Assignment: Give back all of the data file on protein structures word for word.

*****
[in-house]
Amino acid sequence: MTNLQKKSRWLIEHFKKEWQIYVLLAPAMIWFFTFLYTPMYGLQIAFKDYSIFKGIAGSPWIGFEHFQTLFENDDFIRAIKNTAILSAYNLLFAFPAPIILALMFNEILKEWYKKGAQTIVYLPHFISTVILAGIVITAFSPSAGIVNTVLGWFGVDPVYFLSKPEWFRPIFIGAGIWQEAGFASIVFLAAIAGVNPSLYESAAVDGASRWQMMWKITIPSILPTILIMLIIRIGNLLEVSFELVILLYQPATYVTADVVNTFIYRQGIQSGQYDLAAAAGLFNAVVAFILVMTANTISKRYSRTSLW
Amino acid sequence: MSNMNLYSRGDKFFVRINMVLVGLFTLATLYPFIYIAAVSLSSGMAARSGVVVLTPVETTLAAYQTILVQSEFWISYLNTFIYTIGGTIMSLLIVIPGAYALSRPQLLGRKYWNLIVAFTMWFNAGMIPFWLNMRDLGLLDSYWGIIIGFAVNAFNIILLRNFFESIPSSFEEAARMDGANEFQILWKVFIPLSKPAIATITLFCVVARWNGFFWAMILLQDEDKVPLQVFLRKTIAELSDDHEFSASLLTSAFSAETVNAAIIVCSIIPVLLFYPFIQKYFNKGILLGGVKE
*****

[in-house]
Amino acid sequence: MTNLQKKSRWLIEHFKKEWQIYVLLAPAMIWFFTFLYTPMYGLQIAFKDYSIFKGIAGSPWIGFEHFQTLFENDDFIRAIKNTAILSAYNLLFAFPAPIILALMFNEILKEWYKKGAQTIVYLPHFISTVILAGIVITAFSPSAGIVNTVLGWFGVDPVYFLSKPEWFRPIFIGAGIWQEAGFASIVFLAAIAGVNPSLYESAAVDGASRWQMMWKITIPSILPTILIMLIIRIGNLLEVSFELVILLYQPATYVTADVVNTFIYRQGIQSGQYDLAAAAGLFNAVVAFILVMTANTISKRYSRTSLW
Amino acid sequence: MSNMNLYSRGDKFFVRINMVLVGLFTLATLYPFIYIAAVSLSSGMAARSGVVVLTPVETTLAAYQTILVQSEFWISYLNTFIYTIGGTIMSLLIVIPGAYALSRPQLLGRKYWNLIVAFTMWFNAGMIPFWLNMRDLGLLDSYWGIIIGFAVNAFNIILLRNFFESIPSSFEEAARMDGANEFQILWKVFIPLSKPAIATITLFCVVARWNGFFWAMILLQDEDKVPLQVFLRKTIAELSDDHEFSASLLTSAFSAETVNAAIIVCSIIPVLLFYPFIQKYFNKGILLGGVKE